Occupational diseases among workers employed in various branches of the national economy
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Nofer Institute of Occupational Medicine / Instytut Medycyny Pracy im. prof. J. Nofera, Łódź, Poland (Department of Environmental Epidemiology, Central Register of Occupational Diseases / Zakład Epidemiologii Środowiskowej, Centralny Rejestr Chorób Zawodowych)
Neonila Szeszenia-Dąbrowska   

Department of Environmental Epidemiology, Nofer Institute of Occupational Medicine, św. Teresy 8, 91-348 Łódź
Med Pr 2013;64(2):161–174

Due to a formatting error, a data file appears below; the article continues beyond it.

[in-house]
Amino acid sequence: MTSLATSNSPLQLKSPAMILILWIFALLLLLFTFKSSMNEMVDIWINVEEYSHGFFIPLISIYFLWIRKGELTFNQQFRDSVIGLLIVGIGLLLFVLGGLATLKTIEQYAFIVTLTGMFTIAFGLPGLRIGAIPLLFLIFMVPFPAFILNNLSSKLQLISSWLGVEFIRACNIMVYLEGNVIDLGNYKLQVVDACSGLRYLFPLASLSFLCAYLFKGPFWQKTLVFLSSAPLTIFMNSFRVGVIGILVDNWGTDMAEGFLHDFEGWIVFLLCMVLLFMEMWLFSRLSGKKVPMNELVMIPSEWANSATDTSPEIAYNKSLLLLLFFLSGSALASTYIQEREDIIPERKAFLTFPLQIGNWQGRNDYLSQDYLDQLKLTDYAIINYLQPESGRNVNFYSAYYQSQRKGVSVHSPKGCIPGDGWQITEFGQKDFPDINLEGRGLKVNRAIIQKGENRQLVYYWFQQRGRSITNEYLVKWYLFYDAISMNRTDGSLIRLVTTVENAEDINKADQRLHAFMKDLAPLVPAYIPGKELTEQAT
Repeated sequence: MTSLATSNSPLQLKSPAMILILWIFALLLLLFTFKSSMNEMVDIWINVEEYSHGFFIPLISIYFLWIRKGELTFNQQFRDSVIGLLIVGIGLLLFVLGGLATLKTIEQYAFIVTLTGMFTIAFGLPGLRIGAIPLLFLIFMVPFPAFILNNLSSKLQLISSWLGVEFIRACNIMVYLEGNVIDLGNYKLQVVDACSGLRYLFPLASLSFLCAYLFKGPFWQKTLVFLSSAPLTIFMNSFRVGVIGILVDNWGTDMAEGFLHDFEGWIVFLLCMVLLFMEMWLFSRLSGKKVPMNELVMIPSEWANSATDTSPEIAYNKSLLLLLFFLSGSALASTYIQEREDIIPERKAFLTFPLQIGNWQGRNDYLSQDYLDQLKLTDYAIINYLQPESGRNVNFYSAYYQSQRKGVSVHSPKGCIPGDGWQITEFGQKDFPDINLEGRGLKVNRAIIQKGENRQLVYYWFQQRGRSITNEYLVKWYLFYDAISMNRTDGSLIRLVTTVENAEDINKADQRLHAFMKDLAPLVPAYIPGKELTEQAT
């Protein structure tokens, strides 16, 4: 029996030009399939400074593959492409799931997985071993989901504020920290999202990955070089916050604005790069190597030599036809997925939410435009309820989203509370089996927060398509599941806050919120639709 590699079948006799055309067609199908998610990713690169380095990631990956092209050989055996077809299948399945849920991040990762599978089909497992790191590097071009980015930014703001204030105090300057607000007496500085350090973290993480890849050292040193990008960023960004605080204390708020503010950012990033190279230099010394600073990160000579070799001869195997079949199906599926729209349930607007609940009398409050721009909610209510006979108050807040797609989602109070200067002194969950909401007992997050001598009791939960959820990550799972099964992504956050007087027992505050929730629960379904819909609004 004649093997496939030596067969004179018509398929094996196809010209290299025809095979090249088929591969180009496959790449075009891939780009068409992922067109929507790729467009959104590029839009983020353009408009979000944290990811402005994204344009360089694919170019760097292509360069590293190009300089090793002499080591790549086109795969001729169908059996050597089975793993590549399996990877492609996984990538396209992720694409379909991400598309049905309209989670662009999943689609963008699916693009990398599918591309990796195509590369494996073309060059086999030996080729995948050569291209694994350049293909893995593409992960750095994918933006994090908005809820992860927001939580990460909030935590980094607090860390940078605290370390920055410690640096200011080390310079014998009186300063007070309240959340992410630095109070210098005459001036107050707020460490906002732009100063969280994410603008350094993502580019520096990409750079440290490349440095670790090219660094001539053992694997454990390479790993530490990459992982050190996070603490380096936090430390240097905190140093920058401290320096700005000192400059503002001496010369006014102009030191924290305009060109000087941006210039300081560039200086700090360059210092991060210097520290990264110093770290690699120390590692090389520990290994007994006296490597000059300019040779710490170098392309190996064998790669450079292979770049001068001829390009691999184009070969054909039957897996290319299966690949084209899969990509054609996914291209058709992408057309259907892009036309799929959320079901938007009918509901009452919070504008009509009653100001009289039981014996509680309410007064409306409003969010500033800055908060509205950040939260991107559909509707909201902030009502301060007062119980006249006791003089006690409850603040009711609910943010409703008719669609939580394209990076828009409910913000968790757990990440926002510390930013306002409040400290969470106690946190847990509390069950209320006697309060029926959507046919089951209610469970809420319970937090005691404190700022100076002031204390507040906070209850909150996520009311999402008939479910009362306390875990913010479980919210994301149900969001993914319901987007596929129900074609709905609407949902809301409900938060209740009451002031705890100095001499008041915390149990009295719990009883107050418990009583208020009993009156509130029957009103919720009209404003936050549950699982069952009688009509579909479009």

Introduction: The purpose is to present the incidence of occupational diseases and their causal factors in the sections and divisions of the national economy in Poland. Material and Methods: The analysis is based on the cases of occupational diseases obligatorily reported in 2009-2011 from all over the country to the Central Register of Occupational Diseases. Data is presented as absolute numbers and average annual incidence rates per 100 000 persons employed in NACE-classified sections and divisions. Results: The average annual incidence of occupational diseases was 20.6 cases per 100 000 of employed people. The highest rates were recorded in mining and quarrying (337.8), the production of metals (169.8), non-metallic mineral products (81.6), motor vehicles and transport equipment (59.7), chemicals (30.1). Specific situation in which high incidence rate is due to a single disease prevails in forestry, where tick-borne diseases represent 96.3% of all recorded cases, in education, where chronic voice disorders account for 96.5% of cases, and in human health and social work activities, where infectious diseases with the dominant hepatitis C represent 68.2% of the cases. The most common causes of occupational diseases in sections and industrial divisions with the highest incidence included: industrial dust, noise and vibration. In the manufacturing industry asbestos was the cause of 20.5% of occupational diseases and 55% of occupational cancers. Conclusions: Careful monitoring of working conditions and implementing health prevention programs should be exercised in sections and divisions of the national economy where a high risk of occupational diseases has been found. Med Pr 2013;64(2):161–174